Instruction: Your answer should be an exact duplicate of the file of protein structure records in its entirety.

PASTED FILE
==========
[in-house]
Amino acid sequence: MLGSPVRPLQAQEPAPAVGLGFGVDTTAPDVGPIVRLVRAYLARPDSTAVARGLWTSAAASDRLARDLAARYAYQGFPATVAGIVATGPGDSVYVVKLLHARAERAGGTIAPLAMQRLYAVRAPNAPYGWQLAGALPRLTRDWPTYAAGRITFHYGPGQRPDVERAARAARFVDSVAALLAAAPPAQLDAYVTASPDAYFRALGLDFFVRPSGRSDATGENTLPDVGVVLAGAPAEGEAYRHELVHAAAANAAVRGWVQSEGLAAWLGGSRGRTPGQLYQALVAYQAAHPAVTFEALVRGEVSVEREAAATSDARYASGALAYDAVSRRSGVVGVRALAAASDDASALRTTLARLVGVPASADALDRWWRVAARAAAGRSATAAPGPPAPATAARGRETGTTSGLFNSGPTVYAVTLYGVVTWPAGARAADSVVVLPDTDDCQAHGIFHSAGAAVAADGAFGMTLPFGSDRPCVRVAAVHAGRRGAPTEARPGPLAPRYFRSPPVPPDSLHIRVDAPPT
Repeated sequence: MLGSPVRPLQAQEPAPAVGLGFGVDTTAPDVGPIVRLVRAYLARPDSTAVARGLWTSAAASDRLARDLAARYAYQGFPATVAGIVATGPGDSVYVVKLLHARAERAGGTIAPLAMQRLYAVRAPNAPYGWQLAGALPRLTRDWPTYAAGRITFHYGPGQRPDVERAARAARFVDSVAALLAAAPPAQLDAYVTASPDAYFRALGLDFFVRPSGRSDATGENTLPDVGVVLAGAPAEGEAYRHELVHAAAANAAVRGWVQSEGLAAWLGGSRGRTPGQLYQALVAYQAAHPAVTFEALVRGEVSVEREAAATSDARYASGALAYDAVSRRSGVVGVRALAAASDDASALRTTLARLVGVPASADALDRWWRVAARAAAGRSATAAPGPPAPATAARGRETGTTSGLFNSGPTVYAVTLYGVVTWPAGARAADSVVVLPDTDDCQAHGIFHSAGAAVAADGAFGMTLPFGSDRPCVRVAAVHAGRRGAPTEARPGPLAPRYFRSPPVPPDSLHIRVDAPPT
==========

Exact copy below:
[in-house]
Amino acid sequence: MLGSPVRPLQAQEPAPAVGLGFGVDTTAPDVGPIVRLVRAYLARPDSTAVARGLWTSAAASDRLARDLAARYAYQGFPATVAGIVATGPGDSVYVVKLLHARAERAGGTIAPLAMQRLYAVRAPNAPYGWQLAGALPRLTRDWPTYAAGRITFHYGPGQRPDVERAARAARFVDSVAALLAAAPPAQLDAYVTASPDAYFRALGLDFFVRPSGRSDATGENTLPDVGVVLAGAPAEGEAYRHELVHAAAANAAVRGWVQSEGLAAWLGGSRGRTPGQLYQALVAYQAAHPAVTFEALVRGEVSVEREAAATSDARYASGALAYDAVSRRSGVVGVRALAAASDDASALRTTLARLVGVPASADALDRWWRVAARAAAGRSATAAPGPPAPATAARGRETGTTSGLFNSGPTVYAVTLYGVVTWPAGARAADSVVVLPDTDDCQAHGIFHSAGAAVAADGAFGMTLPFGSDRPCVRVAAVHAGRRGAPTEARPGPLAPRYFRSPPVPPDSLHIRVDAPPT
Repeated sequence: MLGSPVRPLQAQEPAPAVGLGFGVDTTAPDVGPIVRLVRAYLARPDSTAVARGLWTSAAASDRLARDLAARYAYQGFPATVAGIVATGPGDSVYVVKLLHARAERAGGTIAPLAMQRLYAVRAPNAPYGWQLAGALPRLTRDWPTYAAGRITFHYGPGQRPDVERAARAARFVDSVAALLAAAPPAQLDAYVTASPDAYFRALGLDFFVRPSGRSDATGENTLPDVGVVLAGAPAEGEAYRHELVHAAAANAAVRGWVQSEGLAAWLGGSRGRTPGQLYQALVAYQAAHPAVTFEALVRGEVSVEREAAATSDARYASGALAYDAVSRRSGVVGVRALAAASDDASALRTTLARLVGVPASADALDRWWRVAARAAAGRSATAAPGPPAPATAARGRETGTTSGLFNSGPTVYAVTLYGVVTWPAGARAADSVVVLPDTDDCQAHGIFHSAGAAVAADGAFGMTLPFGSDRPCVRVAAVHAGRRGAPTEARPGPLAPRYFRSPPVPPDSLHIRVDAPPT